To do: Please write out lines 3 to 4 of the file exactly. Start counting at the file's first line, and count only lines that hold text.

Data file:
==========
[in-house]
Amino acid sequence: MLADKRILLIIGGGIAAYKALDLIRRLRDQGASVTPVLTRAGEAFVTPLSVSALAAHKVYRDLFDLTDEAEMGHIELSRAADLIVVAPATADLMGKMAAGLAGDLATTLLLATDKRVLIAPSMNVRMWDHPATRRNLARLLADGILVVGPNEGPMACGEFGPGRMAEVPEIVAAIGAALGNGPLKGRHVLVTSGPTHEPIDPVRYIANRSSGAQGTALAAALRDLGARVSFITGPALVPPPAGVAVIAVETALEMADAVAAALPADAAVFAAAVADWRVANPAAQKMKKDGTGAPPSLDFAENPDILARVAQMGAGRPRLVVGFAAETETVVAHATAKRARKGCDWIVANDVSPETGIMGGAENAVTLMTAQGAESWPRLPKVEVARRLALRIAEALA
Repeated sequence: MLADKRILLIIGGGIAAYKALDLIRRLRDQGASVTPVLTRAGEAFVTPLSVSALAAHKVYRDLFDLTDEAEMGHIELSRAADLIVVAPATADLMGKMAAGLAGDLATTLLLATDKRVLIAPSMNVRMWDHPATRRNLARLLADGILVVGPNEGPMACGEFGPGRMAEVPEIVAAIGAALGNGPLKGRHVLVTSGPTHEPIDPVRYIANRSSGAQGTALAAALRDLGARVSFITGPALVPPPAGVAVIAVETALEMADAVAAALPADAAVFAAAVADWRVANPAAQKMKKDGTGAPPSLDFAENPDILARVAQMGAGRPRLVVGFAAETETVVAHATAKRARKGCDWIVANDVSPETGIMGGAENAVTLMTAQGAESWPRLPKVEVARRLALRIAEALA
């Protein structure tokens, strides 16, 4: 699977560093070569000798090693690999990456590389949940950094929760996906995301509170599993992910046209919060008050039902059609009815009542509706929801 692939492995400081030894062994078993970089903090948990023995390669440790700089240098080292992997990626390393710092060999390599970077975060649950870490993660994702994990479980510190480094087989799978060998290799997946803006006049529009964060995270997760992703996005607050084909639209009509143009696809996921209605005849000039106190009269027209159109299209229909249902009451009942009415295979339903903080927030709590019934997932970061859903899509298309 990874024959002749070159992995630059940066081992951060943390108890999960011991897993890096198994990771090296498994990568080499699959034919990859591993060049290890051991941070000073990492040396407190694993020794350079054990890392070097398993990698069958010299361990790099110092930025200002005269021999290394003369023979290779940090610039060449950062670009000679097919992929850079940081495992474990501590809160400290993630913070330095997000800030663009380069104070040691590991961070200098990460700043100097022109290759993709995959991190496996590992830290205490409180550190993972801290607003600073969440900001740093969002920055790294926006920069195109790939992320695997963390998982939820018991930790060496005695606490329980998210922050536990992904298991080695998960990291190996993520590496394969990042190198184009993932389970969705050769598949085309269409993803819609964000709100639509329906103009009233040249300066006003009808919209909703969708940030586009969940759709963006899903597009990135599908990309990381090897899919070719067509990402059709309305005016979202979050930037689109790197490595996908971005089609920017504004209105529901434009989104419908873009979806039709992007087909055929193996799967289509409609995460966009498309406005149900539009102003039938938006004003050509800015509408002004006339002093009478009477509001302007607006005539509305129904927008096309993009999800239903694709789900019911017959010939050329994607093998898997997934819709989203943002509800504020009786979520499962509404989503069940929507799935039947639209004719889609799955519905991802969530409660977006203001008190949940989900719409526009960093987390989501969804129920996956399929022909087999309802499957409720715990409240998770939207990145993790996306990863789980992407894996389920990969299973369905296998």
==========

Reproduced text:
Repeated sequence: MLADKRILLIIGGGIAAYKALDLIRRLRDQGASVTPVLTRAGEAFVTPLSVSALAAHKVYRDLFDLTDEAEMGHIELSRAADLIVVAPATADLMGKMAAGLAGDLATTLLLATDKRVLIAPSMNVRMWDHPATRRNLARLLADGILVVGPNEGPMACGEFGPGRMAEVPEIVAAIGAALGNGPLKGRHVLVTSGPTHEPIDPVRYIANRSSGAQGTALAAALRDLGARVSFITGPALVPPPAGVAVIAVETALEMADAVAAALPADAAVFAAAVADWRVANPAAQKMKKDGTGAPPSLDFAENPDILARVAQMGAGRPRLVVGFAAETETVVAHATAKRARKGCDWIVANDVSPETGIMGGAENAVTLMTAQGAESWPRLPKVEVARRLALRIAEALA
């Protein structure tokens, strides 16, 4: 699977560093070569000798090693690999990456590389949940950094929760996906995301509170599993992910046209919060008050039902059609009815009542509706929801 692939492995400081030894062994078993970089903090948990023995390669440790700089240098080292992997990626390393710092060999390599970077975060649950870490993660994702994990479980510190480094087989799978060998290799997946803006006049529009964060995270997760992703996005607050084909639209009509143009696809996921209605005849000039106190009269027209159109299209229909249902009451009942009415295979339903903080927030709590019934997932970061859903899509298309 990874024959002749070159992995630059940066081992951060943390108890999960011991897993890096198994990771090296498994990568080499699959034919990859591993060049290890051991941070000073990492040396407190694993020794350079054990890392070097398993990698069958010299361990790099110092930025200002005269021999290394003369023979290779940090610039060449950062670009000679097919992929850079940081495992474990501590809160400290993630913070330095997000800030663009380069104070040691590991961070200098990460700043100097022109290759993709995959991190496996590992830290205490409180550190993972801290607003600073969440900001740093969002920055790294926006920069195109790939992320695997963390998982939820018991930790060496005695606490329980998210922050536990992904298991080695998960990291190996993520590496394969990042190198184009993932389970969705050769598949085309269409993803819609964000709100639509329906103009009233040249300066006003009808919209909703969708940030586009969940759709963006899903597009990135599908990309990381090897899919070719067509990402059709309305005016979202979050930037689109790197490595996908971005089609920017504004209105529901434009989104419908873009979806039709992007087909055929193996799967289509409609995460966009498309406005149900539009102003039938938006004003050509800015509408002004006339002093009478009477509001302007607006005539509305129904927008096309993009999800239903694709789900019911017959010939050329994607093998898997997934819709989203943002509800504020009786979520499962509404989503069940929507799935039947639209004719889609799955519905991802969530409660977006203001008190949940989900719409526009960093987390989501969804129920996956399929022909087999309802499957409720715990409240998770939207990145993790996306990863789980992407894996389920990969299973369905296998």